Forty American billionaires have pledged at least half of their wealth to charitable causes – a combined value of at least $125 billion.
The offerings came at the request of some of the country’s best-known billionaires, Bill and Melinda Gates and Warren Buffett. The trio worth a combined $100 billion convinced 40 families and individuals on the Forbes 400 list of richest Americans to sign onto their Giving Pledge campaign.
Included on the list of donors, which was released Wednesday, are California hedge fund investor Thomas Steyer and his wife, Kat Taylor, who were worth around $1.2 billion in 2008.
“Right now, when I look around, I think business people and financial people are pretty widely mistrusted and seen as overwhelmingly self interested,” Mr. Steyer said Wednesday. “But, I think that Warren and the Gates’ point is an emphatically different one. It is that business people are not just laboring for themselves or their families, but they have bigger responsibilities and belong to a bigger community.”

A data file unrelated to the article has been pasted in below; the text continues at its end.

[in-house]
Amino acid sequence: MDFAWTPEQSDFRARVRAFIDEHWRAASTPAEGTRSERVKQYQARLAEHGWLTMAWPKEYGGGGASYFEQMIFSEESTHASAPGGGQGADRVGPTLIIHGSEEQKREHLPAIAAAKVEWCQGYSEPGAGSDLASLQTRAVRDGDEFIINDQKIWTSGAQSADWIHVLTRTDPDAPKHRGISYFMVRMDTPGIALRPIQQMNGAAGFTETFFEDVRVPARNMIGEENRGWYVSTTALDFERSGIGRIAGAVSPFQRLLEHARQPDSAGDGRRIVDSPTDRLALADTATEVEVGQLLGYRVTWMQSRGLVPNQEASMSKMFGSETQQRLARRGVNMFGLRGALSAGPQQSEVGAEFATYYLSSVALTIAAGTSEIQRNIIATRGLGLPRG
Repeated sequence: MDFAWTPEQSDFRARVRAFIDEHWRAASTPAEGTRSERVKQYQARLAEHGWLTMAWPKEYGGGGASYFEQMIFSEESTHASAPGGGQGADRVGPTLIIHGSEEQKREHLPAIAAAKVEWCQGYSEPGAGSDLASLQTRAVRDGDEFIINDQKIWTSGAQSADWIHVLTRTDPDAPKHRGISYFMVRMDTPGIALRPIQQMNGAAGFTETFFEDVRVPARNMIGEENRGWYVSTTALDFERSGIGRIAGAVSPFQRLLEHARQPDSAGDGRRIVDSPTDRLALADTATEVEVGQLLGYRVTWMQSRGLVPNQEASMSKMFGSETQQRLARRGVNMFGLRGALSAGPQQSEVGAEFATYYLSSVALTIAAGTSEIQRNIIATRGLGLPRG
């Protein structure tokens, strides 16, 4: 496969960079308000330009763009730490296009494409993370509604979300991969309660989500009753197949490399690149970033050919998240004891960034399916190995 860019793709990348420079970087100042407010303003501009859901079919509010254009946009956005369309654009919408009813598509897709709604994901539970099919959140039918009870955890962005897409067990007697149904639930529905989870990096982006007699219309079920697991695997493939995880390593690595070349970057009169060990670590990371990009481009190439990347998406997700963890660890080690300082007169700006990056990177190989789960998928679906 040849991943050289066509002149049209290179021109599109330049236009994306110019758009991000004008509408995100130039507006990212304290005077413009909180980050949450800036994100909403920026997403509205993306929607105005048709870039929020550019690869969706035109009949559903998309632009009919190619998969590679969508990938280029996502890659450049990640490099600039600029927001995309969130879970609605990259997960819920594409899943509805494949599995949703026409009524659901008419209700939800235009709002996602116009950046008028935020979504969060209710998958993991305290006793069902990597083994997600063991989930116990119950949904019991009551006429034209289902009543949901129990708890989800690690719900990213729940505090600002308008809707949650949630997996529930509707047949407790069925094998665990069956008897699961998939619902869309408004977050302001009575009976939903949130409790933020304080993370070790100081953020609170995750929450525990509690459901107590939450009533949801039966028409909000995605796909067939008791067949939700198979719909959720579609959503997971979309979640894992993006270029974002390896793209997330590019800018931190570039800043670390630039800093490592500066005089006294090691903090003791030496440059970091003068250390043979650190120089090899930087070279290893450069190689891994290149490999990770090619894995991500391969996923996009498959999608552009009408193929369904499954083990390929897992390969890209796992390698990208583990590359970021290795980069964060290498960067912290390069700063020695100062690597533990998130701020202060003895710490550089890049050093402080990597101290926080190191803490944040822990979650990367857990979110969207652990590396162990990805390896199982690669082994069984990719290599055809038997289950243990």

Mr. and Mrs. Gates and Mr. Buffett, first and second respectively on the Forbes 400 list, reached out to between 70 and 80 of the Forbes list’s members and around half agreed to pledge. The 40 families and individuals who have joined the Giving Pledge are worth a combined $251 billion, according to recent figures from Forbes.
According to the Merrill-Capgemini 2010 World Wealth Report, North America’s wealthiest donate about $200 billion annually. That figure comes from charitable contributions from people making $1 million or more.
“In the case of money, you can’t spend it [all] if you have over a certain amount,” said New York City Mayor Michael Bloomberg, who is also on the list, and is worth about $18 billion. “I’ve always thought the best thing to do is to make the world better for your kids and your grandkids rather than just give them some money.”
For now, the Giving Pledge is focused on persuading billionaires in the US to pledge a majority of their wealth to philanthropy, which the group hopes to accomplish by personally reaching out to other affluent people.
Pledge signatories have each written letters explaining their commitments. The group does not pool money to support any particular organization or cause, instead list members are encouraged to “find their own unique ways to give that inspire them personally and benefit society.”